Billeder på siden

Then the bard, after further describing the excellence of his steed, adds that he himself had a circle of ruddy gems on his golden shield-Rhudd em fy nghylchwy; eur fy ysgwydrwy.

It cannot fail to have attracted the notice of the antiquary that the figure of a horse, in one shape or another, is on a great many of those pieces of gold and silver called British coins, and that the same animal is very frequently introduced in the imageries of the British bards; such as march gwelw gostrodwr (the grey pannel steed), march Mayang (the steed of Maia), march Genethawg (the steed of Proserpine), march Caradawc (the steed of Caractacus), march Arthur (the steed of Arthur), march Ceidio (the steed of Ceidio), and others mentioned in Taliesin's Canu y Meirch. Now, these horses were owned by the gods, and were all magical horses. They had appropriate names; and these names served to distinguish the different pieces of gold and silver upon which they were delineated, so that by those known names, as talismans, a particular piece could be dealt out to any person entitled to such a safeguard, according to his merit, degree, or choice; for there are reasons for thinking that the Druidical fferylltiaid made a market of these amulets. Some of these distinguishing names are preserved in Taliesin, such as Cornan Cynneifiog (the harbinger of the crescent), Pybyr Llai Llwynin (the vigour of the gloomy grove); Deu dich far Dichwant (apparently, a pair of horses in a chariot, rendered in the Welsh Archaeology, "the two hen-headed unbiassed steeds "); Carngraff (braced-hoof); Carn Gaffon (grasping hoofs); Carn Aflawg (forked-hoof); Cethin (frightful); Trychethin (most frightful), &c. The description of these magical and talismanic horses, by the bards, not only corresponds to their names, but also to their delineations on the coins. For example, in the talisman of Cynfelin, already noticed, the bard describes a horse of the most frightful form, with its haunches cut off, with ringed sticks for legs or hoofs, with a bird's beak, with short bones, and "shorter riders."

[blocks in formation]

precisely corresponding to the description we have on No. 8 of Camden's coins (Tab. I.), as well as on many of Borlase's Carnbre coins, the grotesque delineation of a horse with the head and beak of a bird, and with detached pieces of knotted sticks for legs, the whole presenting the most hideous and unnatural figure. Similar delineations are on Nos. 24 and 29. To this, or the like talisman, Taliesin refers in saying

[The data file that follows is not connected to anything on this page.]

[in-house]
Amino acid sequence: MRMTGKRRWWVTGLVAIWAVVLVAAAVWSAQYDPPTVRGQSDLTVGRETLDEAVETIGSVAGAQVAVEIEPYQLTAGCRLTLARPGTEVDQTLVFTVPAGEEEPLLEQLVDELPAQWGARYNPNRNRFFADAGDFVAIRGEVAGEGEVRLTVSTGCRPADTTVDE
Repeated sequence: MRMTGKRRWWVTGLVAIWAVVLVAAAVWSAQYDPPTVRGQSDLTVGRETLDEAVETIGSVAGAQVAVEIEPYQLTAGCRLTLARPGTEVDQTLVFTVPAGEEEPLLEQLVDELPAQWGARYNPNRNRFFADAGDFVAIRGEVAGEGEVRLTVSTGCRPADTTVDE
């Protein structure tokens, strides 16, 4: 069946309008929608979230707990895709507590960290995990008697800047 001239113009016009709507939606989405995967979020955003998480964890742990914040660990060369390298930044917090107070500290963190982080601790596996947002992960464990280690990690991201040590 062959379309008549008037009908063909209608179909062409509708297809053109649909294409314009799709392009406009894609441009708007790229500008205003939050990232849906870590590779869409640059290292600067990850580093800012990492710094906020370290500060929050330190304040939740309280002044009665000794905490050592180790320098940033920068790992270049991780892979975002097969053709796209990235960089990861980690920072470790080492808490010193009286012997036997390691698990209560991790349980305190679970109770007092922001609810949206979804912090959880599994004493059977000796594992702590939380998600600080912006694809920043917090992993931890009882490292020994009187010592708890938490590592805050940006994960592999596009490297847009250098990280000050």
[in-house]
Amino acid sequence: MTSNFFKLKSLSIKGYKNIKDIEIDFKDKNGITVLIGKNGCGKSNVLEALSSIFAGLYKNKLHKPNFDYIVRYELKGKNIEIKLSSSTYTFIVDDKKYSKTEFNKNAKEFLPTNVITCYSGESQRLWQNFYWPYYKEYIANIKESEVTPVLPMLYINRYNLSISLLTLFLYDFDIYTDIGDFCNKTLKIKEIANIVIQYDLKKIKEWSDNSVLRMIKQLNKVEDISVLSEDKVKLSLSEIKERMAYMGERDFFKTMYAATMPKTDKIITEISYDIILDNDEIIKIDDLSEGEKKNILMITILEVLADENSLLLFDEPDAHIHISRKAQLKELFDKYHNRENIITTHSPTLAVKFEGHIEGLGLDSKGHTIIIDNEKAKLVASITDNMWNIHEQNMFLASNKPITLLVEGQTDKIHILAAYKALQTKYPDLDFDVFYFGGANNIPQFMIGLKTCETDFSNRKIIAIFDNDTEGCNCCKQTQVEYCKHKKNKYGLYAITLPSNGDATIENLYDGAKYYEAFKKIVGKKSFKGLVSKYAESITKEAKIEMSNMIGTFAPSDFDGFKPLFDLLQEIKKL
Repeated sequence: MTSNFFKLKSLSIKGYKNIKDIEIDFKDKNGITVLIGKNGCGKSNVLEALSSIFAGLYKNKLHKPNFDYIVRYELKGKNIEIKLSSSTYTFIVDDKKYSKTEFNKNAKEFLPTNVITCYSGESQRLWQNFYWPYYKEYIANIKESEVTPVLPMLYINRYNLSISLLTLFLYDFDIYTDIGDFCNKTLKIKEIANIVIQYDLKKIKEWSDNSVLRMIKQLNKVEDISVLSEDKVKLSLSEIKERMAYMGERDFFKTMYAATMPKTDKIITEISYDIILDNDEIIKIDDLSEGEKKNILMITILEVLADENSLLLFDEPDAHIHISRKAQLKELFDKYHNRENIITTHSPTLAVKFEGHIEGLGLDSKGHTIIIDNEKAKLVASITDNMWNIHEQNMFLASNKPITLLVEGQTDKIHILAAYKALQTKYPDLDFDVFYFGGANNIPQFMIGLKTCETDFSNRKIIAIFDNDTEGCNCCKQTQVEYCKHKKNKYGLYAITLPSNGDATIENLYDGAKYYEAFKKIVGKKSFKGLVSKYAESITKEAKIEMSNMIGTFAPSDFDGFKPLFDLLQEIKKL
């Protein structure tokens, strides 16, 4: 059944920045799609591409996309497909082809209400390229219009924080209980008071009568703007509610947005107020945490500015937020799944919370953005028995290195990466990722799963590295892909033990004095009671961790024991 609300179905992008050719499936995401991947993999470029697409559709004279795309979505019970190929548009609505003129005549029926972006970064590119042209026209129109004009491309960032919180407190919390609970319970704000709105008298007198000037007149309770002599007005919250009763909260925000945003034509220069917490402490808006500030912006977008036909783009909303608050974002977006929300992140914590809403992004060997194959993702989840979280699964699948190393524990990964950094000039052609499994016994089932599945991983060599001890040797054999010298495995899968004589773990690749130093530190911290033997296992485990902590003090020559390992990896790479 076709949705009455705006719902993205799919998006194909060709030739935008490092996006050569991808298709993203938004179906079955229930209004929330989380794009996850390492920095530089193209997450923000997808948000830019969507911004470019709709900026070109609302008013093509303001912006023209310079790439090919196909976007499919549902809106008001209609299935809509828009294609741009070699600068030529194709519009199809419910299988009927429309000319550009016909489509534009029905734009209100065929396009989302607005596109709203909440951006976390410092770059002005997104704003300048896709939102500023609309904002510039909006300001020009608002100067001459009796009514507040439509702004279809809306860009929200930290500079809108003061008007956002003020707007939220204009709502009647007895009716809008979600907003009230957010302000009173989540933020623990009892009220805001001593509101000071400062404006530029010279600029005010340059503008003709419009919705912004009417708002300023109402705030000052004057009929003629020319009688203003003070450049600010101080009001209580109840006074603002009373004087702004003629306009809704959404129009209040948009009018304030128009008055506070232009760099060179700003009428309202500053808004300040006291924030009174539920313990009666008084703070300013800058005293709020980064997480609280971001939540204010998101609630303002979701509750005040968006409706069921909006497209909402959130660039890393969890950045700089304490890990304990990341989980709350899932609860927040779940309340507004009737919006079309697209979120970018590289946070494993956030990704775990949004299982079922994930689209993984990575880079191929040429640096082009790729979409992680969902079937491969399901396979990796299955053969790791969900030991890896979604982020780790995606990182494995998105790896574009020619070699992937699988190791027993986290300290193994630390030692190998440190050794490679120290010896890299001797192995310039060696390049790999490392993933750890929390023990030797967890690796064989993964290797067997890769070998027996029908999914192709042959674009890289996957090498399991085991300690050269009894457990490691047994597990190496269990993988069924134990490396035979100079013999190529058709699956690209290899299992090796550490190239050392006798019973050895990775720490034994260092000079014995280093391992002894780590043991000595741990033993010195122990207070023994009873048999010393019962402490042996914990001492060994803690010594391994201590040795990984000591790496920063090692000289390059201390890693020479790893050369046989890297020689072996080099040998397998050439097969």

Cethin march Ceidiaw,
Corn Avarn arpaw.

Terrible is the steed of Ceidiaw
With the horn of Avarn.

A great many more instances could be pointed out of the perfect agreement between the descriptions given by the British Bards of the talismanic horses and the delineations on the British coins.

The striking similarity between the hints given by the Bards of the mysteries of Druidism and the emblems on these coins cannot have been accidental, but must have been the result of the same knowledge in the bard and the coiner. Accordingly, Taliesin, as we have seen, describes the goddess Ceridwen as a mare and a hen, and on the coins we find a mare with the head and beak of a hen. Such an unnatural figure could not have been imagined by both the bard and the coiner, had not both known that such a figure was an emblem of the goddess. It cannot be urged that either the coins or the bardic doctrines are modern, or that either the former or the latter have recently been forged to illustrate the other. The indubitable antiquity of both is a double proof that they belong to one and the same system of religious superstition. On the other hand, the grotesqueness of these coins cannot be attributed to the rude state of the art of coining or engraving among the Britons at the time these pieces were executed; for on one side of many of them can be seen a human head executed with as much neatness as on coins of the present day, while on the other side the more simple parts of the horse, such as the head and legs, are delineated in the most fantastic manner imaginable. Also, on coins of apparently different dies, this disparity is evident; the human head, the beaded border, the crescent, the wheel and other symbols being executed with accuracy, while the figure of a horse is wrought with a bird's head, with a bent back, and with disjointed legs, representing pieces of knotty wood, and sometimes portions of the animal absent, but generally the head and beak of a bird conspicuous. This systematic deviation from nature must have been designed to represent some definite sentiments, in that age, well understood by those for whom the coins were intended. That they were so understood is clear from the fact that on some of the coins there are only portions of the emblems represented, such as only the legs of the horse, or a lunette for his hollow back. To us, however, in this distant age, Taliesin-who, when Druidism had been suppressed, appears to have considered himself so far released from the obligations of his oath of secrecy as to be able to divulge a little of its mysteries-affords the only explanation in his description of Ceridwen as a hen, a mare, a boat, &c. If we ask what is the whimsical figure on this or that coin in the shape of a mare, with a lunette for a back, a circle for a rump, pieces of detached sticks for legs, and the skull and beak of a fowl for a head,

Taliesin explains it in describing the goddess Ceridwen as a proud mare swelling out like a ship, and as a hen with a double crest; or in describing other talismanic equine figures of the most grotesque forms in his Canu Meirch, to be noticed anon. Thus are these coins explained by the mystical lore of Druidism, as we find it obscurely taught in the remains of the British Bards; and thus is this mystic lore explained by the coins; the one alternately elucidating the other.

Many, if not all of these pieces of gold and silver, which we now call coins, were regarded by the ancient Britons as charms or talismans, and granted by the Druids, under certain regulations, to those votaries that were entitled to them. They appear, as already noticed, to have been awarded as badges of honour and distinction in the Druidical degrees of the hierarchy; and most especially were they given to those who went to war for the defence of their country, as charms or talismans whose virtues were believed both to protect the wearer and slay his enemies. It is to such talismans as these Taliesin, in Cadeir Teyrn On, seems repeatedly to refer, calling these badges Arwyddion (ensigns):-